“At some point, traceability will become the new norm and companies that can’t proof themselves to be trustworthily sustainable and fair won’t be trusted any longer, he concludes.”
The ease of transparency
“Every transaction originating from a farmer can be verified by the farmers themselves using SMS. Ultimately, the price paid to the farmers can be benchmarked with a living income study by us or one of our partners. This way, the end consumer could potentially hear directly from the farmers whether they received a fair pay for their produce or not. In contrast to other platforms, Trace is not a complex ERP system with an endless amount of options and complex interfaces. It is a tool specifically designed to make blockchain enabled farmer to consumer traceability accessible for anyone, both large and small,” explains van Gils.
“The only way to reach 100 percent transparency is to make both transparency and traceability a common practice and standard in every food business,” he remarks. “We want to make smart innovations available for all.”
Ultimately, the organization underscores that technologies like blockchain will allow us to answer questions such as, “Who are the people behind our food? Are they making a decent living?”
Safe and secure traceability
Trace is a blockchain-enabled platform, which allows for a secure way of implementing transparency in any business. The system allows people to store and manage data in a safe way as the transactions are not controlled by one entity. Rather, it is a network of people or “nodes” that represent the whole chain; only after a transaction is done – and it includes a timeframe and a name – will the transaction be official and labeled.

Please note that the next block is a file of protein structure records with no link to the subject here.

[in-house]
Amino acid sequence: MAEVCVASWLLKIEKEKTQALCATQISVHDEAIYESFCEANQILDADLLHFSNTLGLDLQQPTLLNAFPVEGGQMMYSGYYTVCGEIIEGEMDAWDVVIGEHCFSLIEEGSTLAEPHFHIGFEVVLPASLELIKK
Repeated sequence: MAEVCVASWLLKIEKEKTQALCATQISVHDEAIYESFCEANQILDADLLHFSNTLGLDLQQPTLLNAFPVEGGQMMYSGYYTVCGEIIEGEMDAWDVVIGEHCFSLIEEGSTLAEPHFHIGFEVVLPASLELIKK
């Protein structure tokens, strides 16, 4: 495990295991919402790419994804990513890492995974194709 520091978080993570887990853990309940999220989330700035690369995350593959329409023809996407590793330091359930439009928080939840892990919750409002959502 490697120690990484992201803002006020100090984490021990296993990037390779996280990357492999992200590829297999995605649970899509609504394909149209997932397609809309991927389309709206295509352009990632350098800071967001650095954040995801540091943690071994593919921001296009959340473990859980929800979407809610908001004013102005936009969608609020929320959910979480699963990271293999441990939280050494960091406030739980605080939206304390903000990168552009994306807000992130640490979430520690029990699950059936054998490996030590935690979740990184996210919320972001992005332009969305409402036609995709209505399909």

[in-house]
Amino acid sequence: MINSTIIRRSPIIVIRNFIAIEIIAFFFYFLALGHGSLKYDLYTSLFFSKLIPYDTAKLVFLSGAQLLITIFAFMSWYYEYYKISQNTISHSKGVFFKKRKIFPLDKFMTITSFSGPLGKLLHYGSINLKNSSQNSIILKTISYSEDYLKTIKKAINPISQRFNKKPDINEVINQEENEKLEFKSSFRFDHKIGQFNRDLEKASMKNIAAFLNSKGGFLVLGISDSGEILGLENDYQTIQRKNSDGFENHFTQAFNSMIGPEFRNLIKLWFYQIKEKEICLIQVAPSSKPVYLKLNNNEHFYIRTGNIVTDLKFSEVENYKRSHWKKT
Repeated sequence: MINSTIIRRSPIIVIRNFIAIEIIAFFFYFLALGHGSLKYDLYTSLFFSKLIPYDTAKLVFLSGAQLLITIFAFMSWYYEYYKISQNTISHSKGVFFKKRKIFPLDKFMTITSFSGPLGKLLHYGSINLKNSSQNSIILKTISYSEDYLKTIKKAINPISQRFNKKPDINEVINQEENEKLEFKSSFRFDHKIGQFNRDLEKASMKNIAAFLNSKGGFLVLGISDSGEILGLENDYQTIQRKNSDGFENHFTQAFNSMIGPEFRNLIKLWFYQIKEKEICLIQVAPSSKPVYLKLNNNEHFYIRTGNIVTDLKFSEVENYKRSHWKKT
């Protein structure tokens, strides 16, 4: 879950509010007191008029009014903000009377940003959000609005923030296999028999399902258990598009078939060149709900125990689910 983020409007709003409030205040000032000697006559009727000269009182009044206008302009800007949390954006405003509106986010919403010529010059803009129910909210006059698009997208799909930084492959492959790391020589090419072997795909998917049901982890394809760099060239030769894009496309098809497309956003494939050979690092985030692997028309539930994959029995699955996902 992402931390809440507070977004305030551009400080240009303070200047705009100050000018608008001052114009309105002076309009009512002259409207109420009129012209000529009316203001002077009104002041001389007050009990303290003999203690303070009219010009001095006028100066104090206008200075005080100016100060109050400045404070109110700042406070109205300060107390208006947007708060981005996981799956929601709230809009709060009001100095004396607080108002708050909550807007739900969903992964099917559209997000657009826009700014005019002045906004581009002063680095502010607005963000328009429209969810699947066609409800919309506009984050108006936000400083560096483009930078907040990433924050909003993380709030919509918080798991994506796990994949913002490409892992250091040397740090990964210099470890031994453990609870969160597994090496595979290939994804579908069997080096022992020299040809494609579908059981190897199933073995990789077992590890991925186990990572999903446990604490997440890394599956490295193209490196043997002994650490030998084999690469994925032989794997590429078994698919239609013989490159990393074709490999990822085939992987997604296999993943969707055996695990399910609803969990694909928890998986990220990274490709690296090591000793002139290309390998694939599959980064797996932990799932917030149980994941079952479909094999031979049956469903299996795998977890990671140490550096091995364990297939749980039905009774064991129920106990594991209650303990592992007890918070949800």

“We do not want someone to control the network, because then you end up at the same place where you started – a tainted food system controlled by the big corporations,” says van Gils. “As the initiators of the application, we do not control the data; Trace is just the platform that creates and facilitates the initial interaction between the supply chain partners.”
The utility of Trace
Trabocca, a Dutch coffee importing company, is one of the first users of the new platform. With its mission to provide high-quality, poverty-free coffee to roasters worldwide, the company sees Trace as a handy tool. “Blockchain allows for a degree of transparency that is new to our company, making Trace an advantageous tool not only for our roasters, but also for consumers and farmers,” says Sander Reuderink, Commercial Director.
The company is going to use Trace to “give ourselves and our customers a transparent answer to the question whether our coffee farmers earn a living income. That is: do they earn enough to take care of themselves and their families.”
Ultimately, farmers also should reap the benefit of the technology used as a part of Trabocca’s sustainability roadmap. Tesfaye Bekele, coffee farmer in Ethiopia, emphasizes that “the information that becomes available, could encourage farmers to be confident in what prices are adequate for different qualities of coffee, incentivizing them to put quality over quantity.”
By Benjamin Ferrer